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MEDFORD, Mass. — Eating more oily fish like salmon or taking omega-3 fatty acid supplements daily could help prevent hearing loss, according to new research. The findings offer new hope for the roughly 1.57 billion people worldwide suffering from hearing impairment.

Omega-3 fatty acids, found in high amounts in fish, have been previously linked to the prevention of age-related hearing loss. Furthermore, a diet supplemented with omega-3 has been shown to protect against hearing loss in mice. This latest study indicates that these fatty acids might also positively affect human hearing.

The research, led by senior scientist Dr. Michael I. McBurney from the Fatty Acid Research Institute, adds to the growing body of evidence highlighting the benefits of docosahexaenoic acid (DHA). Already known for its protective effects against heart disease, cognitive decline, and premature death, DHA now seems to have a significant role in maintaining good auditory health.

“Higher DHA levels have previously been found to be associated with a lower risk of heart disease, cognitive impairment, and death. Our study extends these findings to suggest a role for DHA in maintaining auditory function and helping reduce the risk of age-related hearing loss,” says McBurney, who is also an adjunct professor at both the University of Guelph and the Friedman School of Nutrition Science and Policy at Tufts University, in a media release.

Older woman undergoing hearing test
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Researchers collected UK Biobank data from over 500,000 individuals between the ages of 40 to 69 from 2007 to 2010. The study analyzed this data, specifically focusing on the levels of the omega-3 fatty acid DHA in the blood of about 118,000 participants. They compared this with the participants’ self-reported hearing abilities.

Study authors used survey responses to three questions to determine if participants had hearing loss. The questions inquired about difficulty hearing, challenges in understanding conversation amid background noise, and the regular usage of hearing aids.

Among the 115,303 respondents, 38 percent reported difficulty hearing, 26 percent mentioned problems hearing against background noise, and five percent revealed they used hearing aids regularly. The results suggest that those with the highest levels of DHA (within the top 20%) were less likely to experience these hearing issues when compared to those with the lowest DHA levels.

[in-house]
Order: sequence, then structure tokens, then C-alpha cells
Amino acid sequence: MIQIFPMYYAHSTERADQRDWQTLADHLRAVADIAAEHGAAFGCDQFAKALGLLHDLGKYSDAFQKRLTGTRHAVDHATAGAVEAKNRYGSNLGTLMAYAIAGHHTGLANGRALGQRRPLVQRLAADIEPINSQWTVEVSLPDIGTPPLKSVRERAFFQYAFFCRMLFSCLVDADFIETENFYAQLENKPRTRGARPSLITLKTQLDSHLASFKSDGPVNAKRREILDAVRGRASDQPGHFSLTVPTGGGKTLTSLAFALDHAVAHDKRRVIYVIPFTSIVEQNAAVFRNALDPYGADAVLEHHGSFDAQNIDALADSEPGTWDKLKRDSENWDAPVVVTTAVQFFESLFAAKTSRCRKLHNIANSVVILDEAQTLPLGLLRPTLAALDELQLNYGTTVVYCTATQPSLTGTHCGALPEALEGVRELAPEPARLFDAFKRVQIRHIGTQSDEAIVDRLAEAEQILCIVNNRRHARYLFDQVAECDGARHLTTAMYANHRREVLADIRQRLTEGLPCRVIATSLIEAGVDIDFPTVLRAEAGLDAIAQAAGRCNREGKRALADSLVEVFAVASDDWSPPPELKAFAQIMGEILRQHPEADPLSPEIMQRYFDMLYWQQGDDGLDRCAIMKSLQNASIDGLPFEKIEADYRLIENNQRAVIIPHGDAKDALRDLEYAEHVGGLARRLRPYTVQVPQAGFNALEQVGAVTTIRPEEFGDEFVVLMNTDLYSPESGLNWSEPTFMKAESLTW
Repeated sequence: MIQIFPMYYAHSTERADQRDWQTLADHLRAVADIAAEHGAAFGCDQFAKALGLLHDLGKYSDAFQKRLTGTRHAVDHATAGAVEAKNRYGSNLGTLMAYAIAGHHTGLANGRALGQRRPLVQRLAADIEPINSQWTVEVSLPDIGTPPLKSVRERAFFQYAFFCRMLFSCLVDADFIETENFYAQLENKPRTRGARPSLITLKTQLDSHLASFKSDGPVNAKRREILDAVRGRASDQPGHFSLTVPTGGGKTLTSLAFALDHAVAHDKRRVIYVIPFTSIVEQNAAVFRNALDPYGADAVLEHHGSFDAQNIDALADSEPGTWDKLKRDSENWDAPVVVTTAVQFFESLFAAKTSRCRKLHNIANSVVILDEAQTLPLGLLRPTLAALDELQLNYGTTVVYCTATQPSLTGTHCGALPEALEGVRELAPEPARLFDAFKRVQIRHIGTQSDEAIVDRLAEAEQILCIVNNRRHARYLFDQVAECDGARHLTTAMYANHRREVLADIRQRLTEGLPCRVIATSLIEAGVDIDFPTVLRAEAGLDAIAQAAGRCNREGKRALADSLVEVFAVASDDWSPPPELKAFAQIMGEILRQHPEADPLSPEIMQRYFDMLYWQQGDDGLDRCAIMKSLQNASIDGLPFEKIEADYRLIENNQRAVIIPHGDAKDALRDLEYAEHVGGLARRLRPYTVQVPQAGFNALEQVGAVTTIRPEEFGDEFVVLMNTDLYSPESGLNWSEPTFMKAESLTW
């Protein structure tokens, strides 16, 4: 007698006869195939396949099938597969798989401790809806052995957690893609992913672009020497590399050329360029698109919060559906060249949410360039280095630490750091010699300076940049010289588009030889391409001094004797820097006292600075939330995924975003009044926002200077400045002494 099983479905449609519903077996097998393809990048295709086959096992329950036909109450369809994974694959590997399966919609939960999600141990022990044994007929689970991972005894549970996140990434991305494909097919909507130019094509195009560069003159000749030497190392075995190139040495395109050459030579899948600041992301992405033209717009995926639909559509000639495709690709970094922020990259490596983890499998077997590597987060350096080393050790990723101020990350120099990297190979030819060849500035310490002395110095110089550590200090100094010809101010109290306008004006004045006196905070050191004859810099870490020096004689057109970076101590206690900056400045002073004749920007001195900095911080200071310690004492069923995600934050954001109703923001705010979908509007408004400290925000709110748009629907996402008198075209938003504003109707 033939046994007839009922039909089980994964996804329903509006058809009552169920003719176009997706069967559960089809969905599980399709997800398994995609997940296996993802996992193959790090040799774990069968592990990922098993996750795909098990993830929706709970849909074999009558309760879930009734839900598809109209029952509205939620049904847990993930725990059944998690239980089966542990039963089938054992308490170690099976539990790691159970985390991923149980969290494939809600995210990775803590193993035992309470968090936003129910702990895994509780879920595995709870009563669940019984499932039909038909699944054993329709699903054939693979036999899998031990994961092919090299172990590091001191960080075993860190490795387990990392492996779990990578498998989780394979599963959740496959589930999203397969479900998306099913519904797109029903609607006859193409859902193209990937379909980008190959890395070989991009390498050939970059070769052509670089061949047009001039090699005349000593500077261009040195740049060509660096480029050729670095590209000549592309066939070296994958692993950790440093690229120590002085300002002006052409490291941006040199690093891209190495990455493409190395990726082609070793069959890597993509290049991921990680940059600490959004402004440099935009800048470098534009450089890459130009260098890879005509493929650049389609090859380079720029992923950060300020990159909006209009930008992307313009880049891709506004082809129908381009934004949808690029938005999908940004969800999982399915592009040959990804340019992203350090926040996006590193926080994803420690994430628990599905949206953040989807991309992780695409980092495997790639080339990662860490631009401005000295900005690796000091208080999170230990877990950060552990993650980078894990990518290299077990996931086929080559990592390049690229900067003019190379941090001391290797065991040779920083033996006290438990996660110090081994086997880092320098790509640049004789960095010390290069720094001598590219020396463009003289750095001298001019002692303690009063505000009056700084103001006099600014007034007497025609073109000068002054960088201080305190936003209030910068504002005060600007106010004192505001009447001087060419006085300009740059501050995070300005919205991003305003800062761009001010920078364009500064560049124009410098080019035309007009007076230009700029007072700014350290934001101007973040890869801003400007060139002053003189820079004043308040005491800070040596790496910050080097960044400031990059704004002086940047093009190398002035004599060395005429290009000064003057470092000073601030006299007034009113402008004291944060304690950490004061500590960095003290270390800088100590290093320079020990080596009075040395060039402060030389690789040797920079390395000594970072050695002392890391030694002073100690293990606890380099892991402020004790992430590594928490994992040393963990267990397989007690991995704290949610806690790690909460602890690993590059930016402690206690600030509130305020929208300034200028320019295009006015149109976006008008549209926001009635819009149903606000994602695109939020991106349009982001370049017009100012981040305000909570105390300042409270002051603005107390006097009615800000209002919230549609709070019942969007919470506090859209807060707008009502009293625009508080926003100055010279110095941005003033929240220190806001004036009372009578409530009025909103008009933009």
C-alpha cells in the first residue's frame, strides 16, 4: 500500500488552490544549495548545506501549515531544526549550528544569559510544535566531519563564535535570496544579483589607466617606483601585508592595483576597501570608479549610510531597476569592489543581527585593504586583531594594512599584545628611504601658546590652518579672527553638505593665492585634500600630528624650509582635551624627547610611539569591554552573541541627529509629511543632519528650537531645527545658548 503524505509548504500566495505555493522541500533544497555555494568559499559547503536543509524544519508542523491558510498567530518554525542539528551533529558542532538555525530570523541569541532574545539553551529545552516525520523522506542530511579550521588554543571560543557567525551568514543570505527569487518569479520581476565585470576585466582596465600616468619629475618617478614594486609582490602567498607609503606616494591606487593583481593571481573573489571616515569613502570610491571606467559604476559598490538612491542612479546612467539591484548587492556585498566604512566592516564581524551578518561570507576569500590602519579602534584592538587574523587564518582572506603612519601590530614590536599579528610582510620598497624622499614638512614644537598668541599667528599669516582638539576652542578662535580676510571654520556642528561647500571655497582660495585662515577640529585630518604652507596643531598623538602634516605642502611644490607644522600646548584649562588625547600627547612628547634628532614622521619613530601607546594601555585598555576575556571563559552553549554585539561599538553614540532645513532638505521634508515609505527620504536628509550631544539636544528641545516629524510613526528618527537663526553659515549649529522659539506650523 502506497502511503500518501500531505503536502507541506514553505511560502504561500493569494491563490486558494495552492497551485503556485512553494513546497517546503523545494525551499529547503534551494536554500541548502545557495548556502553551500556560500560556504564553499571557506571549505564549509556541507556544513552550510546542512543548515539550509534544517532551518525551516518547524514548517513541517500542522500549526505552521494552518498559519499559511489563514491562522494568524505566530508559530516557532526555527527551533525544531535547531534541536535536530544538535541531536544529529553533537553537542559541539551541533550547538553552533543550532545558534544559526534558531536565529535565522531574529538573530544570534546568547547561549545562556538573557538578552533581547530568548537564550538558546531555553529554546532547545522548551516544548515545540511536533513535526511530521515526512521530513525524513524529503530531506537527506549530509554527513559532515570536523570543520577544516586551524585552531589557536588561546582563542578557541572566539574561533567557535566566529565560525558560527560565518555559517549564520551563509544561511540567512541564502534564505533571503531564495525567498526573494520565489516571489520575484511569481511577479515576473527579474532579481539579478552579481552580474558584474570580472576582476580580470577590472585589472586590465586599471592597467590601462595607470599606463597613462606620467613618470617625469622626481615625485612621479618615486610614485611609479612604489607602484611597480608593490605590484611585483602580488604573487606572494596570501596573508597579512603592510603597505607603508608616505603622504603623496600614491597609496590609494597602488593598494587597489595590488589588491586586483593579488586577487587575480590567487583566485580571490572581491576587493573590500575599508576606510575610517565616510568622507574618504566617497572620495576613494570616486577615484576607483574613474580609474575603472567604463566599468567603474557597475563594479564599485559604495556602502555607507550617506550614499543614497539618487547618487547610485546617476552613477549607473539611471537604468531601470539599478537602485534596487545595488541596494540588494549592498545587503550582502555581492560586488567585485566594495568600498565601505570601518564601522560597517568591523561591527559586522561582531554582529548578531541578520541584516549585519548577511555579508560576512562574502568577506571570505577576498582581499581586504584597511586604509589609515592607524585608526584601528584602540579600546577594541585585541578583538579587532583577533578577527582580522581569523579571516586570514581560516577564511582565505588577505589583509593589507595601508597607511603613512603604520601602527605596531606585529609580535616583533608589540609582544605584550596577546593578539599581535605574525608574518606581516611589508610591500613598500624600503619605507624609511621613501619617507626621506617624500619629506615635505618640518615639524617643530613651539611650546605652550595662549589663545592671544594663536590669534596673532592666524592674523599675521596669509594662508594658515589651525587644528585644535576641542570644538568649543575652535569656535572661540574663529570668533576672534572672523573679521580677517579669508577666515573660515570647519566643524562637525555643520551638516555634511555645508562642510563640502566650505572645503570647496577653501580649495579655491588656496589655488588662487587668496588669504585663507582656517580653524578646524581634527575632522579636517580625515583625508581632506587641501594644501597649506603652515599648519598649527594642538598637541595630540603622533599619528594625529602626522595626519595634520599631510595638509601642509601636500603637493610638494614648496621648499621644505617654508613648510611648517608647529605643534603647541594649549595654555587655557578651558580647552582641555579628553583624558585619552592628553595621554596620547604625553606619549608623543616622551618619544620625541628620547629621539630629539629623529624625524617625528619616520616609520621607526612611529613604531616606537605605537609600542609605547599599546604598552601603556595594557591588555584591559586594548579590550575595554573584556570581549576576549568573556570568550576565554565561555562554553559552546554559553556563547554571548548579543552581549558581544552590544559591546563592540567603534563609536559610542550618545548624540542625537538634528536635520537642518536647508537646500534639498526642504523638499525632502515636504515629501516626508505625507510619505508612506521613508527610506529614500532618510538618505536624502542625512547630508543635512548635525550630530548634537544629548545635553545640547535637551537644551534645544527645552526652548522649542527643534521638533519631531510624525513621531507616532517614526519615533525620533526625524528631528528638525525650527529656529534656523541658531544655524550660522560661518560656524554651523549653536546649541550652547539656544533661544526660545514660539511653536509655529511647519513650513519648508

The data showed that people with higher DHA levels were eight to 20 percent less likely to report hearing difficulties. These individuals were also less likely to have issues following conversations in a noisy environment or require the use of hearing aids.

“There is strong evidence that higher blood levels of omega-3 fatty acids are beneficial,” says McBurney. “Fatty fish and omega-3 supplements are both good dietary sources. If choosing to use a dietary supplement, compare products by reading the Supplement Facts panel for eicosapentaenoic acid (EPA)+DHA content.”

Though this research is promising, the scientists behind the study have called for further investigation to validate these findings and explore the exact mechanisms by which DHA might protect against hearing loss. The potential benefits of increased DHA intake on hearing could also be a valuable subject for future research.

The impacts of hearing loss on an individual can be wide-ranging — influencing job opportunities, social interactions, and overall quality of life. Any proven strategies to reduce its risk are crucial. Alongside dietary considerations, these strategies include ear protection from loud noises and appropriate medical treatment for ear infections.

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